I have landed in a season of transitions as a mom and as a professional. My oldest, Elliot, is headed to college in the fall, my youngest, Liam, will be starting high school, and I will start a new role this summer as Associate Dean at my same institution, Elon University. Transitions are exciting and daunting by the pure nature of them leading to change. I have thought about transitions often, especially when teaching a course with mostly first-years or mostly seniors. Coming into or heading to your next from my seat has always felt exciting as all the possibilities await. But for many it isn’t easy with the landscape of transitions being unapologetically uneven negatively impacting those entering with disabilities or neurodivergent identities. Transition to college is about agency and self-advocacy. I have always encouraged both students and families to transfer ownership of learning to the student and find this is sometimes a struggle. Many students had IEPs (individualized education plans) in high school and the system in college is different feeling like they are starting over to prove they need accommodations. Students with disabilities are seeking smoother transitions (Evie Blad, 2022), and I strongly encourage faculty, staff, and administrators to hear and respond to this call. As a mom of two boys one with and one without an IEP, I feel this unevenness of transitions all too often which gives me perspective on what families may have experienced and may be projecting on the college transition.

In our season of transitions, I am finding that the transitions for Elliot and myself feel quite different than the transition for Liam. This angst-loaded transition for Liam to high school is in part (hear a big part) tied to his AuHD (Autistic + ADHD) identity among other disabilities and all that comes with the systems, lack of information, and intentional roadblocks involved. This makes me “wonder” about the unevenness of transitions and the populations that maybe always run into hills, detours, and roadblocks on their journeys to next.

Elliot’s transition to college is mostly about identifying timing of the move, filling out forms to pick roommates, finding a summer job to bring in some cash, and finding as much time as possible to spend with friends. He is not worried about the curriculum; all the possibilities are exciting. He is not worried about medication or accommodations needed to be successful. Frankly, I am not either. Most of my feelings around his transition are filled with joy, excitement, and possibilities. Will he meet challenge? I am sure he will, and I welcome it. These challenges I envision will catapult him into adulthood and are challenges I foresee as a college professor. These are the lessons I am excited for him to learn, where I watch students bloom. This is the transition experience for many students entering college, but not all – and that uneven experience is giving me pause.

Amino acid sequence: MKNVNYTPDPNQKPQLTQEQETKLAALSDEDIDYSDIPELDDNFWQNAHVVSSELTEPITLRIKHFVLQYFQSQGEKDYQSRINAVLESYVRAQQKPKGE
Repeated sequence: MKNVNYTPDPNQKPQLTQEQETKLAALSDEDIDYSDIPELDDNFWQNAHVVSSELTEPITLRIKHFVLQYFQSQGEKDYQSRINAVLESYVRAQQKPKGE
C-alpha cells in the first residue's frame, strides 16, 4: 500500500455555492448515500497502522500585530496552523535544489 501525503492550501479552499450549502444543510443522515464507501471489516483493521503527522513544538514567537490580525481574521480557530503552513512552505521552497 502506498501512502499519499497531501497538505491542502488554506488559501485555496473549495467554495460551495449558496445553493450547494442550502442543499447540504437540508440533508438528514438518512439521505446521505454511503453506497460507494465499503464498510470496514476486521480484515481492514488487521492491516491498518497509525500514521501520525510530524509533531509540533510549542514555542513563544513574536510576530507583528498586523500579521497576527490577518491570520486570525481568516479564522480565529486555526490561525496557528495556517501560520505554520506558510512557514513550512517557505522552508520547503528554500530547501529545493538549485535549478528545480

My transition into a new administrative role at my institution is also exciting and filled with joy. My angst comes primarily from moving my filled office to a smaller space across campus. Time to purge the notebooks from college I kept and shred student exams from 3+ years ago. This feels refreshing! I also have some uncertainty about how this role will change relationship with colleagues and mostly that is about walking that pathway with intentionality, kindness, and communication. I am not the first to transition to an administrative role in my institution and so there are lots of mentors and perspectives to gather as I make my own way. All of it feels like growth, hope, and possibility. I will say that most of my worry about this transition for me is how it will impact Liam’s support system and how we will juggle his needs with my added work responsibilities.